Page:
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Eric Wynalda Talks UCL Final and New York's New Soccer Team

The Fox Soccer personality, who played in Germany, takes us inside the heated Bayern-Dortmund final.


(Photo: John Todd / MLS via Getty Images | Licensed to Alpha Media Group 2013)


The UEFA Champions League final is two German teams for the first time ever. So, for teams that play each other multiple times a year, what’s at stake in this game?

So much is at stake for people who watch German football; no matter how many times they play you always they want to see it. It’s kind of like Dortmund is the little brother grown up, and he wants to fight. Bayern has always been the strongest - but lately, Dortmund has been a very difficult puzzle to solve for them and I think it’s for several reasons: they have a very young, vibrant new manager who’s got different ideas, and he’s been able to instill some belief in some younger players that don’t have the most famous names, yet. But I think anytime these two teams play, especially for the purist, it’s a wonderful occasion.

 

Speaking of young players, it actually just came up that Gotze will not be playing Saturday.

I actually think that might be head games.

 

You think so?

Yeah, that story could possibly change by the time we get to kickoff. But it doesn’t surprise me that they would start playing mind games with each other. And, Gotze’s story is interesting because he’s obviously going to Bayern at the end of the season and he’s a young guy who might not be able to handle that kind of pressure. The injury might be the best thing that ever happened to him.

 

In terms of Lewandowski’s possible departure, how do you think that affects Dortmund’s mindset, if at all?

Well, I think both of these clubs are very used to these kind of scenarios. Usually, Bayern Munich is your final destination. Unfortunately, Dortmund is still somewhat of a springboard for some players. But I don’t think their mindset will be affected at all by any of this. I’ve played in Germany, I have been exposed to that mentality, and it is different. It’s a different way of thinking, it’s a different way of viewing the world, it’s a different way of applying yourself to your trade, and there are expectations that are almost taking the humanistic part out of it. You know, because you’re just drilled to just be a machine.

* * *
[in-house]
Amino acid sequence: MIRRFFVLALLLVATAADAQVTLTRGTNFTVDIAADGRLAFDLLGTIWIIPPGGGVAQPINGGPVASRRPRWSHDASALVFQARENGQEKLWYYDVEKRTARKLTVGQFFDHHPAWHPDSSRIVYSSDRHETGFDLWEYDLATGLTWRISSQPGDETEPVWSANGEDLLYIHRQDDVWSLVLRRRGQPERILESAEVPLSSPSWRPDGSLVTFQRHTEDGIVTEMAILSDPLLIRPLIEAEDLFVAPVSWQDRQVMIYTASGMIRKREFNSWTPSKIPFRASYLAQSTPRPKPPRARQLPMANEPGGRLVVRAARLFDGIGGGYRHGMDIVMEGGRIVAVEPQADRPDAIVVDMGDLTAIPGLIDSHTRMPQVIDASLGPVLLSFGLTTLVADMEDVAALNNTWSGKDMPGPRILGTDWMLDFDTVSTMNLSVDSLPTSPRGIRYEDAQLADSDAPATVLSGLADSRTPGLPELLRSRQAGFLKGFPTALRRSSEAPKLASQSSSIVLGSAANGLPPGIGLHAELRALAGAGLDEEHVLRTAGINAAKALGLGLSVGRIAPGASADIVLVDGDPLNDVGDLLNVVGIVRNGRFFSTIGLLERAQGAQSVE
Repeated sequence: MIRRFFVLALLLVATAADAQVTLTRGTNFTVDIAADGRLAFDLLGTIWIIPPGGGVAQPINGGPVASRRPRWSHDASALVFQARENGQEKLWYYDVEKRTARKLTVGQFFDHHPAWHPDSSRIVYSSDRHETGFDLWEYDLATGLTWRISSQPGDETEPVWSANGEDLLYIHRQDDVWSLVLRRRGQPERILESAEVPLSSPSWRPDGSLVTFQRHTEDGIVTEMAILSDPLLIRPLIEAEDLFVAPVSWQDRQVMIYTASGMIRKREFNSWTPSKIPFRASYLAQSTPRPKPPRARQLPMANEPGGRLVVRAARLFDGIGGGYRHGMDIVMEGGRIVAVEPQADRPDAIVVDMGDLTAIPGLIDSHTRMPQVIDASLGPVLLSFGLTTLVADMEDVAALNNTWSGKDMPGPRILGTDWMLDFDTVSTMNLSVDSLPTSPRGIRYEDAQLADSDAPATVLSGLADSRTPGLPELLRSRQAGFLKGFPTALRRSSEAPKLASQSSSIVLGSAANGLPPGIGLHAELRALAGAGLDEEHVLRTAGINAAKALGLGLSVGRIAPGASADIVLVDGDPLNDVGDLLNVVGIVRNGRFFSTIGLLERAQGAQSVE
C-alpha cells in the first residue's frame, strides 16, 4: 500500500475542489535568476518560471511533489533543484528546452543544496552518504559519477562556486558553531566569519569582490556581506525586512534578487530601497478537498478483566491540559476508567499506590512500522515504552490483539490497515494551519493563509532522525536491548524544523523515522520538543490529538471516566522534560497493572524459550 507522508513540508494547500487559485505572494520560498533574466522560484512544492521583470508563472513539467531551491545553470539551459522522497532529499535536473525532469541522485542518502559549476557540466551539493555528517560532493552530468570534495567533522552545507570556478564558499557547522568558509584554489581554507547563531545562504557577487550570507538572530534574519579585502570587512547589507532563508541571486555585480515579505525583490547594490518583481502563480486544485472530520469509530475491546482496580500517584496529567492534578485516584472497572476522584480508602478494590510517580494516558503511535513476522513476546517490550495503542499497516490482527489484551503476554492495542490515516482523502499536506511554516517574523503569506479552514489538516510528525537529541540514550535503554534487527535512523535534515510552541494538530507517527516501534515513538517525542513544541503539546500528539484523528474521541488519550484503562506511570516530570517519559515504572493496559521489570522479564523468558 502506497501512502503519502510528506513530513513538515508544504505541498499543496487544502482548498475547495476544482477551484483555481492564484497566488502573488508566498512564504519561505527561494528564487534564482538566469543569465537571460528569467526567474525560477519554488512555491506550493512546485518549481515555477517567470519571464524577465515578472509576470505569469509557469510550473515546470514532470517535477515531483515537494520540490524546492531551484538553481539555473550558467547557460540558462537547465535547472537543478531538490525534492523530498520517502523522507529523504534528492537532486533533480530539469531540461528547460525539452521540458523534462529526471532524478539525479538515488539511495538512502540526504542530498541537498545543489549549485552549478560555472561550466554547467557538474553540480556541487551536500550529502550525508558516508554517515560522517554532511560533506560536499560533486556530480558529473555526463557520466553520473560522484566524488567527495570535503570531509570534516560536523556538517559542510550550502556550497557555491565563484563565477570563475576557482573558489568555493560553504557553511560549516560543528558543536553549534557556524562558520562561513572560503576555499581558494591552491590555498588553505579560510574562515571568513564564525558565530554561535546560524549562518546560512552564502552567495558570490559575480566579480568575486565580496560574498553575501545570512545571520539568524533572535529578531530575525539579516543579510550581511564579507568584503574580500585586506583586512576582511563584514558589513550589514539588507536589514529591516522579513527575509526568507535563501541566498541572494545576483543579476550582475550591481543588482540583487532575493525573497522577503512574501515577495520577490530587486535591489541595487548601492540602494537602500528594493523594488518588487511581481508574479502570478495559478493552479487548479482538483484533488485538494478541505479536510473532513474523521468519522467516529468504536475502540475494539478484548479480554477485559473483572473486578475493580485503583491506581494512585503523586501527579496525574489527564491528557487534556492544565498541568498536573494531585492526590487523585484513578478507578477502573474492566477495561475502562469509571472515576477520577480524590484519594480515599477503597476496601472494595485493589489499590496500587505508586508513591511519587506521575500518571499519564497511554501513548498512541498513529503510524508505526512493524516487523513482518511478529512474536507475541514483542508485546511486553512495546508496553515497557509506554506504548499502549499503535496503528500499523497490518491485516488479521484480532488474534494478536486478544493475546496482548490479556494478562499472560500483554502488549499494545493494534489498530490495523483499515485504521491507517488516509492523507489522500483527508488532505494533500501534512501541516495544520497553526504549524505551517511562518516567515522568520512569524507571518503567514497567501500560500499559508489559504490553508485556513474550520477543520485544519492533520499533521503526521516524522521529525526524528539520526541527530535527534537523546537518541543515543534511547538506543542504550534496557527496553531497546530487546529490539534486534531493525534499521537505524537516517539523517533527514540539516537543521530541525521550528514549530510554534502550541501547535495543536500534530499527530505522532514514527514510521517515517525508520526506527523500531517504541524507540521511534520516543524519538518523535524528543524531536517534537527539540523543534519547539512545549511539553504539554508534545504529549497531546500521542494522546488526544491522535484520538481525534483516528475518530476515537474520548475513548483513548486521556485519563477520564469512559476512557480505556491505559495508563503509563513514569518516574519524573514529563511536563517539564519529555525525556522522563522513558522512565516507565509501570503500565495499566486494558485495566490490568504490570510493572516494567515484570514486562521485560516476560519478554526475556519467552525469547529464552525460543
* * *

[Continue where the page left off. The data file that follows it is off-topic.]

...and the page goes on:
Bayern is very much a favorite, but Dortmund seems to have a knack for not paying attention to that sort of stuff. What do you think they have to do to turn the tide against their "older brother"?

Dortmund just has to stay true to themselves. They are a wonderful team that has such an inner trust. And they don’t seem to be too rattled when they get in a game that isn’t going their way. So whether they have bad luck, and I think they’ve had more bad luck this year than any other top team in the world, I think this is a wonderful occasion for them to just go out and play. They just seem to make runs that most players and most teams and most situations wouldn’t work. You’d stop because you have the belief that it’s not going to work out, or “I might as well stop running now because there’s no way that guy can get the ball to me,” and they don’t do that. To watch them play is different. It’s just different than any other team I’ve seen this year, and it’s the reason for their success. Bayern has players like Arjen Robben, and they play differently when he’s on the field. He loves big occasions but he hasn’t had a lot of success lately especially with a penalty kick miss in the last year’s UCL final and a penalty kick miss in the German final which was also with Dortmund. So, it’s been a rough couple months for Robben and they play different when they have him in there. It’s an interesting game.

 

As someone who played in Germany, how would you describe the fan culture there?